the feeding back into max i would do via a mixer, to add outboard processing.

how does one paste a patch into the forum so that it shows up compact like that?


February 17, 2009 | 7:06 pm

Hi Beschaving,

The copy compressed from the edit menu is the answer to the last question.
The effect that you’re looking for is performed by a plugo I built a while ago called discorporate. It’s a good medicine for these times. (www.jvkr.nl/shelves)
It works like this:

– Pasted Max Patch, click to expand. –

_
johan


February 18, 2009 | 5:11 pm

here’s my pathetic attempt so far:

– Pasted Max Patch, click to expand. –

it sort of does what i want, at least it records into and plays back from the same buffer at the same time, and it sort of creates multiple generations of sped-up delayed recordings…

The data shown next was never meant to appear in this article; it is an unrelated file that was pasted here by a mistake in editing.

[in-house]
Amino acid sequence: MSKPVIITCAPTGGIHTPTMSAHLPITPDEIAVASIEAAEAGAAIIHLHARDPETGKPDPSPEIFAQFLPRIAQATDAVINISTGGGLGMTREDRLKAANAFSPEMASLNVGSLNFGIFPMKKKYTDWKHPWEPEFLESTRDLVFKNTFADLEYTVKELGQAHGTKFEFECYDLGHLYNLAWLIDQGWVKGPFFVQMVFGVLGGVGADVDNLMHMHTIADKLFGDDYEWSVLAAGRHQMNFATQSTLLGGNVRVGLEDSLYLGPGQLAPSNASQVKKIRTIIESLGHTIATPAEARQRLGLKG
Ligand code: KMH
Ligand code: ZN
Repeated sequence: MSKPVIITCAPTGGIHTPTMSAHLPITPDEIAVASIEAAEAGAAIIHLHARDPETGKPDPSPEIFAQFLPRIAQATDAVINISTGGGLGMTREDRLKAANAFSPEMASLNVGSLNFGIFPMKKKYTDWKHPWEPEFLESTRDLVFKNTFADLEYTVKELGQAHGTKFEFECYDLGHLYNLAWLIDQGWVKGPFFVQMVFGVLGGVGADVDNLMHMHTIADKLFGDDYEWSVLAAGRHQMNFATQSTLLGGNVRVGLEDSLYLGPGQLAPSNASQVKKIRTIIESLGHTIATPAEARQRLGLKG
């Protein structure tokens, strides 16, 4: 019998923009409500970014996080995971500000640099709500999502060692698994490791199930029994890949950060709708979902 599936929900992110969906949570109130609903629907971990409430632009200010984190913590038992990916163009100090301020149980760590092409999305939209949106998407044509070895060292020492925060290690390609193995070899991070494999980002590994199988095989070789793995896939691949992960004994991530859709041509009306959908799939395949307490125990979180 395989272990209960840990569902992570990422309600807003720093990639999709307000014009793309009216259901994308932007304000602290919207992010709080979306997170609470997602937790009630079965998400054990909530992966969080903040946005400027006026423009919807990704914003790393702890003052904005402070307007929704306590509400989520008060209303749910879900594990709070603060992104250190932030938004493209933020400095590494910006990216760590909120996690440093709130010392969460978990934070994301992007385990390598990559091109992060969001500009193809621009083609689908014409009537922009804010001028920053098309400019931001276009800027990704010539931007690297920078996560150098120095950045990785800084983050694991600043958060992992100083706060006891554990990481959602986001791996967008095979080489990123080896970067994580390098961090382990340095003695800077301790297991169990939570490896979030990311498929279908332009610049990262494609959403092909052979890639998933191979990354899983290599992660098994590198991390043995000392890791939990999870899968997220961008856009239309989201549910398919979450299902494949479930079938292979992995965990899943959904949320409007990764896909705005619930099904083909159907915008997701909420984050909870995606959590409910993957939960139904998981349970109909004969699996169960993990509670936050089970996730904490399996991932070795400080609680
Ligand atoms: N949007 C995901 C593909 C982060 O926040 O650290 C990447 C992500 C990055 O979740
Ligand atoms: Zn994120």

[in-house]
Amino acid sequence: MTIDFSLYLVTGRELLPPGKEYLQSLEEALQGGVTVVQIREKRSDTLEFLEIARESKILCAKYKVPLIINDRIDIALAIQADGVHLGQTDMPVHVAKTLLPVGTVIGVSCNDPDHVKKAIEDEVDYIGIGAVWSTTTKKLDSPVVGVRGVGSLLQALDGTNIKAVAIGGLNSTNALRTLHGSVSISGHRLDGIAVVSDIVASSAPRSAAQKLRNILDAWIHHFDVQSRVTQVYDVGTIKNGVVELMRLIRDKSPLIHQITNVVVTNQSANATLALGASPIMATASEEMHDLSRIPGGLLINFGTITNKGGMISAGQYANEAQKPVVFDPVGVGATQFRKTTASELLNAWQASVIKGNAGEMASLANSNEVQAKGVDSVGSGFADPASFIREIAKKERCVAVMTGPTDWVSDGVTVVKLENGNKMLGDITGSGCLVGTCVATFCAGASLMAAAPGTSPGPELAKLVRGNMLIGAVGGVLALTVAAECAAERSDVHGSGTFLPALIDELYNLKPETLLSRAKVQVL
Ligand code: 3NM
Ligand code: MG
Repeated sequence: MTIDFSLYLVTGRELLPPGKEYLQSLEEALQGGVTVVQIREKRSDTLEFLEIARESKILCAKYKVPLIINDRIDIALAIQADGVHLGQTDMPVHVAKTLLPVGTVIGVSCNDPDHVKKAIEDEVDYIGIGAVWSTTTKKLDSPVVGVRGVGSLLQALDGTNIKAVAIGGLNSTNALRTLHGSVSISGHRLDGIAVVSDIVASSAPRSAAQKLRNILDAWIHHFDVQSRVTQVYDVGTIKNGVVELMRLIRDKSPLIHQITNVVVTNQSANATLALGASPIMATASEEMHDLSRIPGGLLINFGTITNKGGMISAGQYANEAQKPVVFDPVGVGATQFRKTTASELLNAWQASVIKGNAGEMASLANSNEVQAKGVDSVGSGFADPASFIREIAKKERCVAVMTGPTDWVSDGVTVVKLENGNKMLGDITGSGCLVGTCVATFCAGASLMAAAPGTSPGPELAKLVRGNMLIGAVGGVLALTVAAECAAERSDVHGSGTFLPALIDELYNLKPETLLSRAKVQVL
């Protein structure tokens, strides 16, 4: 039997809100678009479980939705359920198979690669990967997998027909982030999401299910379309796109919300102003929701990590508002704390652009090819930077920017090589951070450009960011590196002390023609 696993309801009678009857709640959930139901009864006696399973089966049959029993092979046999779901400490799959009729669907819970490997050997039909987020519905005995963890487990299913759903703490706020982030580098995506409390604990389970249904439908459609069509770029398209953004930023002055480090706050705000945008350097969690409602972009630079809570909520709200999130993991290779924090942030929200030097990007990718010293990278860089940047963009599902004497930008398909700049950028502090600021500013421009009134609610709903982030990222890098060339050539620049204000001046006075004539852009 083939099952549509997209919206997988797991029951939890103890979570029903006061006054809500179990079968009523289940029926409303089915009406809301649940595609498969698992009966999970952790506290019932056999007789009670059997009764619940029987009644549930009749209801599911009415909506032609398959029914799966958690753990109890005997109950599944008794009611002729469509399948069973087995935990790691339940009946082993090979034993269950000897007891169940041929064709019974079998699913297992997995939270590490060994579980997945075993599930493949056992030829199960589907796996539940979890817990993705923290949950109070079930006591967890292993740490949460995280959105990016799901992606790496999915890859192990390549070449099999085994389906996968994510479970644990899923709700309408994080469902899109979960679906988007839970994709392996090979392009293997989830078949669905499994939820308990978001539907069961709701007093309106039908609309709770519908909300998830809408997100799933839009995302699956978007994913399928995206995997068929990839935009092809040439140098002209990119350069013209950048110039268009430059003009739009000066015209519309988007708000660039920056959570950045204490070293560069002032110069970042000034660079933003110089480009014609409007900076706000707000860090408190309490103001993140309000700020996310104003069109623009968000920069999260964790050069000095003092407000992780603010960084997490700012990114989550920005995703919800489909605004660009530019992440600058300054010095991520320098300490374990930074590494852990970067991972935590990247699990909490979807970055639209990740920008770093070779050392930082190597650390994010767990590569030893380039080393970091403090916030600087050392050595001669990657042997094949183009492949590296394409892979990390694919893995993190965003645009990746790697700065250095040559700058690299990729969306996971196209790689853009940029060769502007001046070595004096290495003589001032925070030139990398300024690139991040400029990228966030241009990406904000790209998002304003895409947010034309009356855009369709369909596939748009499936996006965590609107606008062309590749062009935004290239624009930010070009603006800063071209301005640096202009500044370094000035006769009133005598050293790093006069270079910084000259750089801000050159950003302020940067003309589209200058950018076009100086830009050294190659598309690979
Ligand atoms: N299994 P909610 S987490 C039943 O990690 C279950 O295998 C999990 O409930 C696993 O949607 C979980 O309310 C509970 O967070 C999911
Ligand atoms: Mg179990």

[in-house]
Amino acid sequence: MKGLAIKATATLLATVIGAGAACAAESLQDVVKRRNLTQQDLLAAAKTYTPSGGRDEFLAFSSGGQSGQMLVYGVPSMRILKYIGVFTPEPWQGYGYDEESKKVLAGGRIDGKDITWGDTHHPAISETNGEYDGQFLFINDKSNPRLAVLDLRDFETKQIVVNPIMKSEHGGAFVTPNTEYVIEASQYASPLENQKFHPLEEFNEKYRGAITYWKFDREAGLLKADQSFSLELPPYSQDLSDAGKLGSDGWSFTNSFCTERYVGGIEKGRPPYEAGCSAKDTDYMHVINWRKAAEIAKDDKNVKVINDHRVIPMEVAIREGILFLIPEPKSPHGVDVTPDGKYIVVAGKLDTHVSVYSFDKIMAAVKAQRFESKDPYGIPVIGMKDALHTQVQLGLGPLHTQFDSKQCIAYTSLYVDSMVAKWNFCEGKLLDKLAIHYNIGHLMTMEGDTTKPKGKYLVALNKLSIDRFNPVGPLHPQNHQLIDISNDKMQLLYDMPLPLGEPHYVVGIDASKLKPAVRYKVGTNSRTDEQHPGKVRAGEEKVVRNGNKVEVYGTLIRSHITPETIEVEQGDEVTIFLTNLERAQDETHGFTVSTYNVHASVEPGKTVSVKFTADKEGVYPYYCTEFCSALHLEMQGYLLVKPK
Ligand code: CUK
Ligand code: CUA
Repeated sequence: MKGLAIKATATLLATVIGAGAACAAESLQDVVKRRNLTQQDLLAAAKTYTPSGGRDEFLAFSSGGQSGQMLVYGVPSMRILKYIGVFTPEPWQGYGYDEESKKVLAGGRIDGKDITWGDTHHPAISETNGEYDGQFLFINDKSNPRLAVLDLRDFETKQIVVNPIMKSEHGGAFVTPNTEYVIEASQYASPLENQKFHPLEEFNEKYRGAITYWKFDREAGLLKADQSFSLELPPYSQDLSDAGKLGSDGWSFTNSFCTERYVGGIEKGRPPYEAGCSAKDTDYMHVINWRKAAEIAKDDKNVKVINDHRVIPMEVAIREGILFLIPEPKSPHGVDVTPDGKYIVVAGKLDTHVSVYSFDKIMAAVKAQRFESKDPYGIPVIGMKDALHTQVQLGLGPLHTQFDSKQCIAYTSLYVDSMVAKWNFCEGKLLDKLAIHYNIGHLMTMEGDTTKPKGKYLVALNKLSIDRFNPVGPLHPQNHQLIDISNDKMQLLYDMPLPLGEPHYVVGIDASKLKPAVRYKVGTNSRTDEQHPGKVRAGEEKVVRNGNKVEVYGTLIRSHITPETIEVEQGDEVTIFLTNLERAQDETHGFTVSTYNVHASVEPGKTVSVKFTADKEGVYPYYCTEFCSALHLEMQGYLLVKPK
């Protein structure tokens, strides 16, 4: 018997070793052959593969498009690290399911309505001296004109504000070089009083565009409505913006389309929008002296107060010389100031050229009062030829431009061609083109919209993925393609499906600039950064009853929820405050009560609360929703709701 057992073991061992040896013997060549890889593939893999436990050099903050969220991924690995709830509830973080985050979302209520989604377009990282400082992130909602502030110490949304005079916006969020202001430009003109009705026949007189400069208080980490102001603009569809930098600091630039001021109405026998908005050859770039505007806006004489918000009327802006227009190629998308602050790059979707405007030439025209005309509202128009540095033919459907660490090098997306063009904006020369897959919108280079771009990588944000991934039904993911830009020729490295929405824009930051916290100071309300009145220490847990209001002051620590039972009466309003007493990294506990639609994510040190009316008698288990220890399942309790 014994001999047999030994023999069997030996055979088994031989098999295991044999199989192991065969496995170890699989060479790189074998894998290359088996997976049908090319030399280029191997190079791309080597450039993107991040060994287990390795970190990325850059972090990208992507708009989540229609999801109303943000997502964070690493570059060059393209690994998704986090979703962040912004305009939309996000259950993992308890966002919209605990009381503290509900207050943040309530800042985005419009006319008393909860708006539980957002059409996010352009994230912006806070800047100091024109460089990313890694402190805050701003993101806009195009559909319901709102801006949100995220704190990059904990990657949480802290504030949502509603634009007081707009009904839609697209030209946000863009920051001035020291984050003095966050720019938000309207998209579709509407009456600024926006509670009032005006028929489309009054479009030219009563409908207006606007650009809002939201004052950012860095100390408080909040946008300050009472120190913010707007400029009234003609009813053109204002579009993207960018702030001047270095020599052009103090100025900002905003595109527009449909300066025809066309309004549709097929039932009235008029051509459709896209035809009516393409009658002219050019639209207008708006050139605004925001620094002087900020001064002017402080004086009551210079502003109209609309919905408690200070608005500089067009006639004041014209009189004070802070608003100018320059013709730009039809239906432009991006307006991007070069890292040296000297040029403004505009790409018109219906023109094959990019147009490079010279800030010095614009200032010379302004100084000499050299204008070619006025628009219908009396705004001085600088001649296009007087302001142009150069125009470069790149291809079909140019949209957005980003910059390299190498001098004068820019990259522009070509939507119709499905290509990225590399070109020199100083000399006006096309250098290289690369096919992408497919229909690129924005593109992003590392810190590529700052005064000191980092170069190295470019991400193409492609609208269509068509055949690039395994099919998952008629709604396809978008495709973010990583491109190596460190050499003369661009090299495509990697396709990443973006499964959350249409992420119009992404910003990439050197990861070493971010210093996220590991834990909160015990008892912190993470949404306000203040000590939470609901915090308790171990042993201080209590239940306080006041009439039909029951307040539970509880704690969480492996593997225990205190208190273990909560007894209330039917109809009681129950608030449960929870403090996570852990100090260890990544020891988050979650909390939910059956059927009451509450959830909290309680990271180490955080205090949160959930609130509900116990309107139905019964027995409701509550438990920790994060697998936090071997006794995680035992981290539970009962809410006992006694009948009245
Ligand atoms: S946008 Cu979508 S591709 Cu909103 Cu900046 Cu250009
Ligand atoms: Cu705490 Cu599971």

any subtle hints to link the recording and playback looping, so that the process keeps going, would be appreciated…

thanks!
alexandra


February 19, 2009 | 7:04 am

I was thinking about this exact effect last night driving home from school. I too am new to patching, so I can’t tell you exactly how to get from a to b, but my idea was to have a few networks of looping buffers, each one playing at a speed faster than the one before it. if you had a 30 second input that you wanted to apply this effect to, and you want it to repeat a few times going faster each time, then you’d have a 30 second buffer that would write to a 20 second buffer going at 3/2 the speed of the one before it giving it a total time of 20 seconds, and that buffer would write to a 10 second buffer going at 2 times the speed of the buffer before it, etc. I’m not sure how easy it would be to adjust, because you’d have to set up the buffers individually… but if you set up enough buffers beforehand you should be able to adjust the feedback and have it carry through, and the last buffer can either just stop or feed back into itself. I hope this makes sense, it seems logical to me…